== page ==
“The Province’s attempt to secretly open the door to fracking in our Territory is shocking, unacceptable, and unlawful. They need to restore the Moratorium immediately, and they need to have a serious dialogue with Indigenous peoples before taking any more steps in that direction,” said Patricia Bernard, Chief of Madawaska First Nation.

The statement also quoted Ross Perley, Chief of Tobique First Nation, saying he is disappointed by the move and promises to stop development.

“It falls short of the Higgs Government’s promise of defining a new relationship with the Wolastoqey and Mi’kmaw Nations,” he said. “It is our job to ensure the protection of lands and waters for our future generations and we will unify with our Mi’kmaw brothers and sisters to stop this development.”

By: Jacques Poitras ·  CBC News · Posted: Jun 08, 2019

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Coastal GasLink stops work on pipeline over trapline dispute in northern B.C.

RCMP officers look on as contractors pass through their roadblock as supporters of the Unist’ot’en camp and Wet’suwet’en First Nation gather at a camp fire off a logging road near Houston, B.C., on Jan. 9. (THE CANADIAN PRESS)

A company building a pipeline has stopped work on the project in northwestern British Columbia where 14 people were arrested earlier this month.

Coastal GasLink says in a notice posted on its website on Thursday that it stopped work in an area south of Houston because traps had been placed inside construction boundaries and people were entering the site, raising safety concerns.

The company says it was working with the RCMP to address the issue.

Earlier this week, the Unist’ot’en Clan of the Wet’suwet’en Nation alleged on social media that pipeline contractors had driven a bulldozer through the heart of one of their traplines south of Houston, which they say violates the Wildlife Act by interfering with lawful trapping.

The company says its work in the area has been fully approved and permitted, and it reminded the public that unauthorized access to an active construction site where heavy equipment is being used can be dangerous.

The pipeline will run through Wet’suwet’en territory to LNG Canada’s $40-billion export facility in Kitimat.

Opponents say Coastal GasLink has no authority to build without consent from Wet’suwet’en hereditary chiefs.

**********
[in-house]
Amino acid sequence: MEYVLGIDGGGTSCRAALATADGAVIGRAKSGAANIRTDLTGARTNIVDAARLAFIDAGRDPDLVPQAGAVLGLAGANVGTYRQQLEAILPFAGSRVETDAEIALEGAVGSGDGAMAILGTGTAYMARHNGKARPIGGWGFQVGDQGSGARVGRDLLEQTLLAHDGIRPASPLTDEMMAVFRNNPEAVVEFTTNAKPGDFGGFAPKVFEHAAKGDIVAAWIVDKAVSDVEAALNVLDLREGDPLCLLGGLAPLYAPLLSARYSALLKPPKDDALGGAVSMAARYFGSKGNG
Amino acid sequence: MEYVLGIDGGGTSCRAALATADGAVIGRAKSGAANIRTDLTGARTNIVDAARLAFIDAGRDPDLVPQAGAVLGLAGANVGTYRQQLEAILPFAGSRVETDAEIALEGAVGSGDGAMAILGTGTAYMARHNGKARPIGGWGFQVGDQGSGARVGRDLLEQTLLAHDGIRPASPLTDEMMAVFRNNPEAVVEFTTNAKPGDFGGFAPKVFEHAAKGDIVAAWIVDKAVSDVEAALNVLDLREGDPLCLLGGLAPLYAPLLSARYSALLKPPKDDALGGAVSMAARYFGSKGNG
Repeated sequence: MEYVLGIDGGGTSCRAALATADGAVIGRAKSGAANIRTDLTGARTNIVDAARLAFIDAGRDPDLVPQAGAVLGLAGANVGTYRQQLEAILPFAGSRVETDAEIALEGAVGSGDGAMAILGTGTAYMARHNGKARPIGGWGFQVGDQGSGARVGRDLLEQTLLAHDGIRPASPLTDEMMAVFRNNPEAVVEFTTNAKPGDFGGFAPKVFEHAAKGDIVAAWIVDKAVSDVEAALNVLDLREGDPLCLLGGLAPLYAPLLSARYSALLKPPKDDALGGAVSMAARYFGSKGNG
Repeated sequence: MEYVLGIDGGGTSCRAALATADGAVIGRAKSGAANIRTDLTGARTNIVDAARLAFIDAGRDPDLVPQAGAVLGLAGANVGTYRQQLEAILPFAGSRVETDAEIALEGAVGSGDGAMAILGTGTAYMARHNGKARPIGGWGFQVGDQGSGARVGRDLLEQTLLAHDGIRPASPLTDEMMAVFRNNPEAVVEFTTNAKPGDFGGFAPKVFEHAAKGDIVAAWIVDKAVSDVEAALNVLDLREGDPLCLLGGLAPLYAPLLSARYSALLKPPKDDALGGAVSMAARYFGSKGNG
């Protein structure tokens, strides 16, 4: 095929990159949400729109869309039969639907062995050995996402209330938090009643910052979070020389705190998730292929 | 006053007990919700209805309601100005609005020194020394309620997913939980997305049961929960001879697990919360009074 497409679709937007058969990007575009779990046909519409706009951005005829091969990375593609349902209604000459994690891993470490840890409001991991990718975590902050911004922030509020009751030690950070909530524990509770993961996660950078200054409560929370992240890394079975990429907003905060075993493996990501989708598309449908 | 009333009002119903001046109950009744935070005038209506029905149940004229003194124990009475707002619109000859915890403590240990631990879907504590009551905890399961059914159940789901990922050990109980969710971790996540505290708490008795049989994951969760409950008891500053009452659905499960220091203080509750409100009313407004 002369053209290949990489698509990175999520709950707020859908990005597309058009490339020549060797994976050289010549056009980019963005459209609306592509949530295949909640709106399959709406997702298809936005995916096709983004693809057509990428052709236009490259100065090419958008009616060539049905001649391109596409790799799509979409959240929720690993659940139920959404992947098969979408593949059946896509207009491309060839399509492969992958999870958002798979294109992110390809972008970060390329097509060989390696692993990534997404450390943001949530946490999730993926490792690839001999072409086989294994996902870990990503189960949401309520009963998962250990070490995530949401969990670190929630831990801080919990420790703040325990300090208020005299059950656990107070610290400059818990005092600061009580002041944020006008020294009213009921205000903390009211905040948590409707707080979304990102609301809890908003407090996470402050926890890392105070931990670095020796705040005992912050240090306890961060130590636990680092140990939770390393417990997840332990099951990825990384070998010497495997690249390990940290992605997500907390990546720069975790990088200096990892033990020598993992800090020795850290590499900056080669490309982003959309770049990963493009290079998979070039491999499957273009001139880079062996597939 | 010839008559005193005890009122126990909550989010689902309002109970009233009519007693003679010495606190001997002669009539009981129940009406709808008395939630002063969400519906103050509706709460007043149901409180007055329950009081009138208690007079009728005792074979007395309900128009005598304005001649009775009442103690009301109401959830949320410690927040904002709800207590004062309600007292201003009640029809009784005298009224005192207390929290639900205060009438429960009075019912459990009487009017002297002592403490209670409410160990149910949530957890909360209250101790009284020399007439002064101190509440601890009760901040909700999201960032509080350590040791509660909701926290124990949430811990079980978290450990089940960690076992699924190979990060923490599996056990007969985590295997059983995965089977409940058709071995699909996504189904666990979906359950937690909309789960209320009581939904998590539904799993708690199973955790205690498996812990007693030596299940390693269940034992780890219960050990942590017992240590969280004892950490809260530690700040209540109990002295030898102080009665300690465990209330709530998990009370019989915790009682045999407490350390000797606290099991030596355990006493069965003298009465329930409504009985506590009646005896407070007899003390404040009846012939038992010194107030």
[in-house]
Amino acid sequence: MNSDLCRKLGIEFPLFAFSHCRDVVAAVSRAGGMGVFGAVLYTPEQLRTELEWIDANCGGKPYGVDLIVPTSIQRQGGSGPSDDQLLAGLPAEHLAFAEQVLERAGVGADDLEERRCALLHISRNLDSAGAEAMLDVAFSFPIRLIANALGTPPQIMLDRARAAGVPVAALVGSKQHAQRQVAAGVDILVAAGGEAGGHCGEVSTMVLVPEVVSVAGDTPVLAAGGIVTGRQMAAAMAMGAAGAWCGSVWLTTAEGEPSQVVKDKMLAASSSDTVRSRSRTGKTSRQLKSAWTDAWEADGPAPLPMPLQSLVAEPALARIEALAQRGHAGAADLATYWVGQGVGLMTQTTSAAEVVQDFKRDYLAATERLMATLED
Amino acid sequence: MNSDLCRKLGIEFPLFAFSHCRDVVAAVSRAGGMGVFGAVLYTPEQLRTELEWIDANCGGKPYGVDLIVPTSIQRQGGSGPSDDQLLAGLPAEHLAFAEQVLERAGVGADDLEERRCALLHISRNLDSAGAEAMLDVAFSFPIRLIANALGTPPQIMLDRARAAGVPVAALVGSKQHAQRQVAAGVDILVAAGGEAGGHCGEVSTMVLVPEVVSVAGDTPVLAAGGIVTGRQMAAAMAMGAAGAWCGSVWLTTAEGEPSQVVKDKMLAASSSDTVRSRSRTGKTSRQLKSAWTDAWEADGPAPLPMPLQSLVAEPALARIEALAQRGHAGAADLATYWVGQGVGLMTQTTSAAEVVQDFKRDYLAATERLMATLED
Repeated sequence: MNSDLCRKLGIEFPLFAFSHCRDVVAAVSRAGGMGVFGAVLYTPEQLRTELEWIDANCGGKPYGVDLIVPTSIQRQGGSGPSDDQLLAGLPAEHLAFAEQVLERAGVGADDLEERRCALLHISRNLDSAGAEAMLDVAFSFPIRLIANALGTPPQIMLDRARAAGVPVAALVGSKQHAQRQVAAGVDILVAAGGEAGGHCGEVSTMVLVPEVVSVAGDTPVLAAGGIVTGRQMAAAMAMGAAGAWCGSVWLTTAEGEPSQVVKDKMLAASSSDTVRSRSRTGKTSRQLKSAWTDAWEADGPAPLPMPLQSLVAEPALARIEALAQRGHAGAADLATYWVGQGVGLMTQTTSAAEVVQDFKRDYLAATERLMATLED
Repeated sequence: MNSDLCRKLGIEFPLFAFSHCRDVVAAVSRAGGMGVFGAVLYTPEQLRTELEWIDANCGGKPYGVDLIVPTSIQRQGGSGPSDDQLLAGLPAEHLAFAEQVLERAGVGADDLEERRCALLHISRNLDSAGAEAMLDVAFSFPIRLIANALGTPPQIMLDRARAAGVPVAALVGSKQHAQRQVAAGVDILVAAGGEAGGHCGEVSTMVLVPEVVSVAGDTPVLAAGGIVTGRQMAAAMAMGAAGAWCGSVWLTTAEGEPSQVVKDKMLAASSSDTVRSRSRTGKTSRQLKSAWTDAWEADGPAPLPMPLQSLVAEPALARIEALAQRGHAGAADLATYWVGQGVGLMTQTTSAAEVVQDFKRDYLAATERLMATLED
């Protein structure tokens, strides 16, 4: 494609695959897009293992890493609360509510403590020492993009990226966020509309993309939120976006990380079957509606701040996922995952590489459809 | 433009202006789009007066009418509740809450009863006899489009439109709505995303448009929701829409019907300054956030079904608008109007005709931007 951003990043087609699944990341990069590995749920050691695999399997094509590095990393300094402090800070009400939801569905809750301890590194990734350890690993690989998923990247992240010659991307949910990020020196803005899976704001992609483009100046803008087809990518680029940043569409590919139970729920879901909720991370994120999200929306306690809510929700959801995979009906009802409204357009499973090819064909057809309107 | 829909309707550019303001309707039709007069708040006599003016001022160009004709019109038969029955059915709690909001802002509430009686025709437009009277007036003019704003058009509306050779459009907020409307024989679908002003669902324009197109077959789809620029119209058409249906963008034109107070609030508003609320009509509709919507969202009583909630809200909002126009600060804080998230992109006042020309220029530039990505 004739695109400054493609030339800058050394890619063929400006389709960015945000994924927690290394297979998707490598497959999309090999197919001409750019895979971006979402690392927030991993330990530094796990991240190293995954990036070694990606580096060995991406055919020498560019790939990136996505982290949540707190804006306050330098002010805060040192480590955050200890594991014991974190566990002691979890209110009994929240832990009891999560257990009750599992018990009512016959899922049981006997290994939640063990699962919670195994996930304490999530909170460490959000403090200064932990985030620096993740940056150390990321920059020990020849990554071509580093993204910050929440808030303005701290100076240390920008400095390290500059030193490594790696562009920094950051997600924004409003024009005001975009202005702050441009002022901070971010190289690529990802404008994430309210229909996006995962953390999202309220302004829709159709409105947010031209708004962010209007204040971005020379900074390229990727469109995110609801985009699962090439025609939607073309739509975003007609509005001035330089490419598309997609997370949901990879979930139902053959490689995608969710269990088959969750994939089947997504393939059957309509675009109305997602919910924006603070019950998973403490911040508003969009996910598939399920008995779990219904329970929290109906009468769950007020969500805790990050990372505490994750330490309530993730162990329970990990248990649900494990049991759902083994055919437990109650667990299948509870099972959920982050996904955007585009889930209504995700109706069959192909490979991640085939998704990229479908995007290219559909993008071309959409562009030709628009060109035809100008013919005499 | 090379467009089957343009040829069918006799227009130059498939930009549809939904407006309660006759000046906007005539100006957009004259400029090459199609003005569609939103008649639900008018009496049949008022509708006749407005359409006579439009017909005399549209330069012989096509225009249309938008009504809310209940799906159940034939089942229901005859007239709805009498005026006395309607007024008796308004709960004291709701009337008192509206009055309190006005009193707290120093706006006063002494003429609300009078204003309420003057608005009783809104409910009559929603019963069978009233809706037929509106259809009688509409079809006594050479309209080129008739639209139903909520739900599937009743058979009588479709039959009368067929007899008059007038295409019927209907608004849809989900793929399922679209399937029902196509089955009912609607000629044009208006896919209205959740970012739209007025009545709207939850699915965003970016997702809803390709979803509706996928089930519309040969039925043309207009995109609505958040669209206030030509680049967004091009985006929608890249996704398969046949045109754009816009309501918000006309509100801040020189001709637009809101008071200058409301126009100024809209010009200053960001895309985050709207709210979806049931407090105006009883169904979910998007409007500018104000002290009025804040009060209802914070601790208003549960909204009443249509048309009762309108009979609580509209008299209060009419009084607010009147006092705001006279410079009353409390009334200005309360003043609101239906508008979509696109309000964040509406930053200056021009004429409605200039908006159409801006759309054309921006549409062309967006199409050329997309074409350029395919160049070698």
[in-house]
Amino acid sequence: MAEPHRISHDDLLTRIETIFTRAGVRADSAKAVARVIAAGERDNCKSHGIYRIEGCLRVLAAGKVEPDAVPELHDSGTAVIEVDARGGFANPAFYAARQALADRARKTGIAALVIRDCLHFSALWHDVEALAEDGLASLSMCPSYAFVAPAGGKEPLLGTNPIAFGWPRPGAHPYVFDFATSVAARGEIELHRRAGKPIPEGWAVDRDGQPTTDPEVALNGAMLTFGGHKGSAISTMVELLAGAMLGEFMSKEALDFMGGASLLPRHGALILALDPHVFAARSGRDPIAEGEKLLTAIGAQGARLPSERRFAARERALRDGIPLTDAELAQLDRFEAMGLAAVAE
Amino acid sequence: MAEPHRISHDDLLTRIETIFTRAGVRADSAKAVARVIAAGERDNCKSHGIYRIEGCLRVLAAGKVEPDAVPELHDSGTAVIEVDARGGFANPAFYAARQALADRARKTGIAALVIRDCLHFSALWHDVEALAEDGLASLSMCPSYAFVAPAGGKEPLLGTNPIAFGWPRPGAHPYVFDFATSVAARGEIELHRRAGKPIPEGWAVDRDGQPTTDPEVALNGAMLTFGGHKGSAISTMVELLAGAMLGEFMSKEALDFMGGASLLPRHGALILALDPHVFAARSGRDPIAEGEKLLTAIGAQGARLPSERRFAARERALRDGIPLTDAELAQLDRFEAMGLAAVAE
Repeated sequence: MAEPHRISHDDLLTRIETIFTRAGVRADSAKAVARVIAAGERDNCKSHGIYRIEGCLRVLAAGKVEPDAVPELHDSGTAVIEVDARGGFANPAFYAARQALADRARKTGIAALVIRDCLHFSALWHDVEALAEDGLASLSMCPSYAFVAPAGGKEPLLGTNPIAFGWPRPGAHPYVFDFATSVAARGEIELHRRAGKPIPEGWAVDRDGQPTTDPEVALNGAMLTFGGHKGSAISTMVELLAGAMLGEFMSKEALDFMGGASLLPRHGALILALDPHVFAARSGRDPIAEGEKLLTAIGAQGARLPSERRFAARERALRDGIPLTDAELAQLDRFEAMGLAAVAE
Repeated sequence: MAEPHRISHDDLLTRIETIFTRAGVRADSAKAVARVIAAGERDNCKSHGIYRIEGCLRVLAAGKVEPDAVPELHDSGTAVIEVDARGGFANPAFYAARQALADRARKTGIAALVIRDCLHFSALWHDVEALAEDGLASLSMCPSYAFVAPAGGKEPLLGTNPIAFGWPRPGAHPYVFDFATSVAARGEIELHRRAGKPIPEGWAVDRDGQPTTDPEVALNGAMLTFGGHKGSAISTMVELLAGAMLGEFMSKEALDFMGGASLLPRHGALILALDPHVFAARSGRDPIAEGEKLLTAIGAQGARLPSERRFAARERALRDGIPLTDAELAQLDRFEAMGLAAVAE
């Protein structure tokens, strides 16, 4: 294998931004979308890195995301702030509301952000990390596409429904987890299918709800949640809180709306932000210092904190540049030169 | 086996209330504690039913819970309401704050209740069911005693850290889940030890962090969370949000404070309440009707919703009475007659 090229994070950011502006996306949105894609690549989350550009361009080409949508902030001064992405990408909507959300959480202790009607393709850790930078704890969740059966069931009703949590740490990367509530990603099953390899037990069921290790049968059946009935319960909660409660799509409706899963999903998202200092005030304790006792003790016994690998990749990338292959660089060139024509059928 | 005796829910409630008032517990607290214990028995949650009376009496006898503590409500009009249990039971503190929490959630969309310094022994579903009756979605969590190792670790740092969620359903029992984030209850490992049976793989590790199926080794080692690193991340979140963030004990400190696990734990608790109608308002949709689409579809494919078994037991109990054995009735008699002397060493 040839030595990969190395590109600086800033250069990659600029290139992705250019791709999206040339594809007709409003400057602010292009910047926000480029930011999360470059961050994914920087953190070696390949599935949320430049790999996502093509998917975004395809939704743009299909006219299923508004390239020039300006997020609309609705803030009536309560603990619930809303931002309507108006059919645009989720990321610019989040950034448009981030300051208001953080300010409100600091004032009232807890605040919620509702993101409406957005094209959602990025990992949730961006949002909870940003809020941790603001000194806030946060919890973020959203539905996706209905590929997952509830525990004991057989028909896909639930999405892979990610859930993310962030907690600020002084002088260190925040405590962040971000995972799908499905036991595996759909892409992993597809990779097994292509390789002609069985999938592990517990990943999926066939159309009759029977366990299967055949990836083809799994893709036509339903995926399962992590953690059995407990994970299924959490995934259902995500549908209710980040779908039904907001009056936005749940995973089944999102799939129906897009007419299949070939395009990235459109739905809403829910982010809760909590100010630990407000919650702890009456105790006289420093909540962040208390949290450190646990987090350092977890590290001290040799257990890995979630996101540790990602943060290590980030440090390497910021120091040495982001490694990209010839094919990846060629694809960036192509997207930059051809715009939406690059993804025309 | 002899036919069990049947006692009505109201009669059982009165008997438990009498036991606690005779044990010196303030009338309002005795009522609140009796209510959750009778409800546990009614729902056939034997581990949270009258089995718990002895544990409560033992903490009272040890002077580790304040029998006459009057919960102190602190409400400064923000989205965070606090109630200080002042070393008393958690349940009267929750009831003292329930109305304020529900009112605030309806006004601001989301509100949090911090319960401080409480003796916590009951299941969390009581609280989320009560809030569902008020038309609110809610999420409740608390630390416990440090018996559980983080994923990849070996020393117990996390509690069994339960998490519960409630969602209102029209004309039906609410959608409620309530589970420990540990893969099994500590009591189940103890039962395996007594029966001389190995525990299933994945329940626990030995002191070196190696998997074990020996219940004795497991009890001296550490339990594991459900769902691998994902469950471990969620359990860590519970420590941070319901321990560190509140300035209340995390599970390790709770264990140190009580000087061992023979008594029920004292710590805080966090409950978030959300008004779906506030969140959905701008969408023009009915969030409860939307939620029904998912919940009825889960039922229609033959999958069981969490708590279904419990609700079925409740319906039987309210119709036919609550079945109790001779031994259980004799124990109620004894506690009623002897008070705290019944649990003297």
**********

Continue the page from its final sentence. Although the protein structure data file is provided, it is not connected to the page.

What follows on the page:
The company says it has signed agreements with the elected councils of all 20 First Nations along the route, including some Wet’suwet’en elected council members

Those council members say they are independent from the hereditary chiefs’ authority and inked deals to bring better education, elder care and services to their members.

Hereditary chiefs say they have authority over 22,000 square kilometres of Wet’suwet’en traditional territory while elected band members administer the reserves.

Carolyn Bennett, the minister of Crown-Indigenous relations, says the dispute is an example of how the Indian Act, which imposed the band council system on First Nations, is still creating confusion and conflict over Indigenous governance.

The Canadian Press

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Indigenous leaders to gather in support

Photo: UBCIC

Hereditary chiefs opposed to a natural gas pipeline in Wet’suwet’en territory in northern B.C. are holding a gathering of solidarity on Wednesday that is expected to attract Indigenous leaders from across the province.

Chief Judy Wilson, secretary treasurer of the Union of B.C. Indian Chiefs, said she was planning to attend the meeting and other members of the group had already flown to Smithers.

“I’m heading up there to support the Wet’suwet’en hereditary chiefs and the people, the clans, in their fight to protect their land,” Wilson said.

She said the difficulty that the hereditary chiefs have had in getting their authority recognized by industry and government is familiar.

Elected band councils are based on a colonial model of governance, she said. Under the tradition of her Secwepemc First Nation in the B.C. Interior, title belongs to all of the people within the nation.

“Collectively, people hold title for our nation,” she said.

Coastal GasLink says it has signed agreements with all 20 elected First Nations bands along the pipeline route to LNG Canada’s $40-billion export facility in Kitimat, B.C.

But the project has come until scrutiny because five hereditary clan chiefs within the Wet’suwet’en say the project has no authority without their consent.

While elected band councils are administrators of their reserves, the hereditary chiefs say they are in charge of the 22,000 square kilometres comprising Wet’suwet’en traditional territory, including land the pipeline would run through.